Face to face

Discover all of our activities below. Be sure to sign up to our eNews to keep up to date with all of UNE Discovery Voyager’s movements in 2021.


The UNE Discovery Voyager has developed a range of activities across all subjects to bring to your schools! We work with scientists and educators from the University of New England to bring you activities that are not only fun and educational, but that align with the NSW school curriculum. Many also extend the Primary Connections and Science by Doing programs.

Our dynamic team can tailor lessons to suit students of all ages and abilities, differentiating their teaching approach and rapidly building a rapport with students. We are passionate about curiosity-driven learning, and our activities are exploratory and play-based. For older students, this includes collecting their own observational and experimental data to answer questions posed in the classroom.  We encourage kids to get outside, get their hands dirty, and direct their own learning – to observe, question, investigate and discover.

A day in the life of soils

Did you know that one teaspoon of healthy soil contains more living organisms than there are humans on the planet? Functioning, healthy soil is fundamental to quality, sustainable food and fibre production across the globe.  Click here to find out more.


The Universe has captured our curiosity and imagination since time began. In this activity, students work together  to determine how our planets are arranged in our solar system, and their relative distances from the Earth and the Sun. Using inflatable models and broad scale mapping, we uncover the importance of measurement, as actual relative distances between objects, stars and planets are revealed. Click here to find out more.


In our digital age, new technologies are changing the way we live, communicate and work, and coding is key to understanding, navigating and manipulating this new world around us. From the dials on your dishwasher to the phone in your pocket, coding works behind the scenes to make our everyday lives more seamless, convenient and efficient. Click here to find out more.


Australia: the world’s second driest continent, yet one of the highest consumers of Earth’s most precious resource – water. Future life on Earth relies on us conserving the water we have and planning for the prospect of reduced rainfall. In this activity, we give the power to the students as we explore our understanding of volume and water use, how much water we use in our everyday lives, and how we can reduce our usage to better support our environment. Click here to find out more.

Creative Chemistry (primary and secondary activities)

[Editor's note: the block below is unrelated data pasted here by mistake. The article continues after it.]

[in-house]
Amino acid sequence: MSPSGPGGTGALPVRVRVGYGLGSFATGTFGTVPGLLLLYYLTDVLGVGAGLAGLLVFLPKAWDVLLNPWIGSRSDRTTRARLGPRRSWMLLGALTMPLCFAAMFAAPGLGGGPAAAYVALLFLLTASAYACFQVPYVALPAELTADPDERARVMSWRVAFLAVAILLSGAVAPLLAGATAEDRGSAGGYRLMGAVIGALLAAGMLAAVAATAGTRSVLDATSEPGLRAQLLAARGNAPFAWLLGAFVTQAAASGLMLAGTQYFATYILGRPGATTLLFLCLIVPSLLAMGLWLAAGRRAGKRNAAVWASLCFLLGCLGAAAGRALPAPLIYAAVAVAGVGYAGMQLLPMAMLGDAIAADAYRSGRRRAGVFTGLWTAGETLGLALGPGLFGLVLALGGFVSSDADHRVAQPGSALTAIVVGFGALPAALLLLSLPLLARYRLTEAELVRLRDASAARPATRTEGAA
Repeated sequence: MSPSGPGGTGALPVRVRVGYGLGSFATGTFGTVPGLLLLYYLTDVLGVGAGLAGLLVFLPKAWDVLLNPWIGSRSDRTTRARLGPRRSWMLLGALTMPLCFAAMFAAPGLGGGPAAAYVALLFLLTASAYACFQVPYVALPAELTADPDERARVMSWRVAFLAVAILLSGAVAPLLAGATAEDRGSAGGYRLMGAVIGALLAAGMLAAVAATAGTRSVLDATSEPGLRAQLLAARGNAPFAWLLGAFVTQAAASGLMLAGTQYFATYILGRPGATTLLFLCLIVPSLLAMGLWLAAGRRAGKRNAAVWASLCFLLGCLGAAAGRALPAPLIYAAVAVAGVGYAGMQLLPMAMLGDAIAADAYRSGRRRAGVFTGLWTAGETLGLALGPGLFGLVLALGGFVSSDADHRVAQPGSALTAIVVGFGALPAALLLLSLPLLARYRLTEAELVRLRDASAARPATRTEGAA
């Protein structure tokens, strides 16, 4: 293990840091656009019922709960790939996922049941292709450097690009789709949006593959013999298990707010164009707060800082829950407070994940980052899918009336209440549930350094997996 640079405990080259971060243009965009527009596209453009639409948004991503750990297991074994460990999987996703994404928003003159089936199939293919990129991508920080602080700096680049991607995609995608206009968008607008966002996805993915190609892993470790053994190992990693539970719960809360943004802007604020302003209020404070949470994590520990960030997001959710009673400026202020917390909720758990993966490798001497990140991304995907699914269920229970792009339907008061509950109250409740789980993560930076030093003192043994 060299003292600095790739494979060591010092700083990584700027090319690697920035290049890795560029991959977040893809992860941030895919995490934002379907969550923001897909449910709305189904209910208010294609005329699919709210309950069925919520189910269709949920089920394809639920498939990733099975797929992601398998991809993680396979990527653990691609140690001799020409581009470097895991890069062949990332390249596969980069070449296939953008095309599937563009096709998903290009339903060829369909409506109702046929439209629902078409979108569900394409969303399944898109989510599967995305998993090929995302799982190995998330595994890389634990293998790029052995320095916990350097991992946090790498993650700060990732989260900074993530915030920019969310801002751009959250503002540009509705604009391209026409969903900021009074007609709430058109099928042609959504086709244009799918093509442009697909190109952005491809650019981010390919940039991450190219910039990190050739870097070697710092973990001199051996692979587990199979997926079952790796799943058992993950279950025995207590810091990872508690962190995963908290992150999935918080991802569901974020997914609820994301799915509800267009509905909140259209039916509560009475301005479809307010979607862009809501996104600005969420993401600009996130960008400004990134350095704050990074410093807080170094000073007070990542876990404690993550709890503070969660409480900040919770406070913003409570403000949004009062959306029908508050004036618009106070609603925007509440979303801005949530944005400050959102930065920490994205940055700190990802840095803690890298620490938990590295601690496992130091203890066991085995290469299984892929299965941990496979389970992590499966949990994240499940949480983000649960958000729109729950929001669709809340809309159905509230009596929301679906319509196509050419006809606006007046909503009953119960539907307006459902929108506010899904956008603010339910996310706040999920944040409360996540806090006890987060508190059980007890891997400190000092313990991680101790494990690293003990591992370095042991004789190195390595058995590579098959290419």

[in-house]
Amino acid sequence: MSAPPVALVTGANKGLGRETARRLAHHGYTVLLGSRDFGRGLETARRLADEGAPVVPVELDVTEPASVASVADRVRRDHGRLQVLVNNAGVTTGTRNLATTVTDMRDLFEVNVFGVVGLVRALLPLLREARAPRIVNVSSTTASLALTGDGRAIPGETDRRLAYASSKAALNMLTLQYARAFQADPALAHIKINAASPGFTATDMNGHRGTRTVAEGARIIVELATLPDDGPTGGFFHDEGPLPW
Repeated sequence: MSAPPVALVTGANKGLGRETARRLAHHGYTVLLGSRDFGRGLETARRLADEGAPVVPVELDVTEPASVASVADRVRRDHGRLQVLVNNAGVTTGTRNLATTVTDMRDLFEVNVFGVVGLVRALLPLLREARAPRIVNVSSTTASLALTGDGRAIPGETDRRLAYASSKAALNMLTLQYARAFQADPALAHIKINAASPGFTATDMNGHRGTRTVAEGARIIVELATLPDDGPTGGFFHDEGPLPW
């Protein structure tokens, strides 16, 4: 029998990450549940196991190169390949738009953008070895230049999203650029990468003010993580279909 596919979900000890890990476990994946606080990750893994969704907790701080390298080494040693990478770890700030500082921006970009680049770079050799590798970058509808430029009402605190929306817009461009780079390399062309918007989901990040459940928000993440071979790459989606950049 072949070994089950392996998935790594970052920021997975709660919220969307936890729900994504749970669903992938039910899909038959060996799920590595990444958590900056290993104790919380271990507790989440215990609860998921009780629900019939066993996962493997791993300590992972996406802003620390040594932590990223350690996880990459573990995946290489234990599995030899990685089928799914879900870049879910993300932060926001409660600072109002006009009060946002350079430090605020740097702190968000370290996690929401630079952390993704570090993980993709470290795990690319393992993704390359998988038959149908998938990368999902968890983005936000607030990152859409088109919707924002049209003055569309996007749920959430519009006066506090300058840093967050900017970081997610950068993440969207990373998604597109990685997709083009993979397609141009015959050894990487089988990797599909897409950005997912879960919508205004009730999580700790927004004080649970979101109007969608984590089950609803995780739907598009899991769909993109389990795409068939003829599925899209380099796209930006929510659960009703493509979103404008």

Ever wanted to tap in to your inner chemist? Here is your chance! In this activity, students will don lab coats and mix liquids, making bubbling concoctions and colour changing creations to investigate the ins and outs of different chemical reactions, and how they relate to our every-day lives. Click here to find out more.

Plants, Poop and Pollinators

Although they are only pint-sized, insects and other invertebrates include some of the most diverse and important groups of animals on the planet. Insects provide essential ecosystem services such as pollination and nutrient recycling, and are crucial to our own survival. This activity explores the physical and behavioural features of invertebrates, and investigates the ecosystem services (and disservices) that they provide. Click here to find out more.

The Power of the Brain (primary and secondary activities)

Get your thinking caps on and learn about the marvellous organ that is the brain. Explore the parts of our brains that allow us to move and breathe every day. Utilising state of the art brain-sensing technologies, students will activate their minds and tap into the sub-conscious to control the body’s response to different stimuli with the aim of understanding how much influence they have over their own bodies. Click here to find out more.

Rocking through time

Clues to the past are right beneath our feet and everywhere that we see rocks and rock formations. In this theatrical performance, students will journey back in time with a farmer and a geologist to witness first-hand how various rocks were formed. With the use of sound, props and drama, and some help from student volunteers, we will explore the geological aftermath of volcanoes, ice ages, climate change and more.  We may even encounter some extinct creatures! Click here to find out more.

Think like a rock

Rocks are all around us, but have you ever wondered where they come from? Why are there so many different kinds?  Can they tell us anything? In this interactive play-based geology activity, students use 3D landscape models of the New England region alongside real specimens to explore some of the local geological history and how rocks control the way landscapes change over time. Students learn about sedimentary geology, erosion and deposition, volcanoes and igneous geology. Click here to find out more.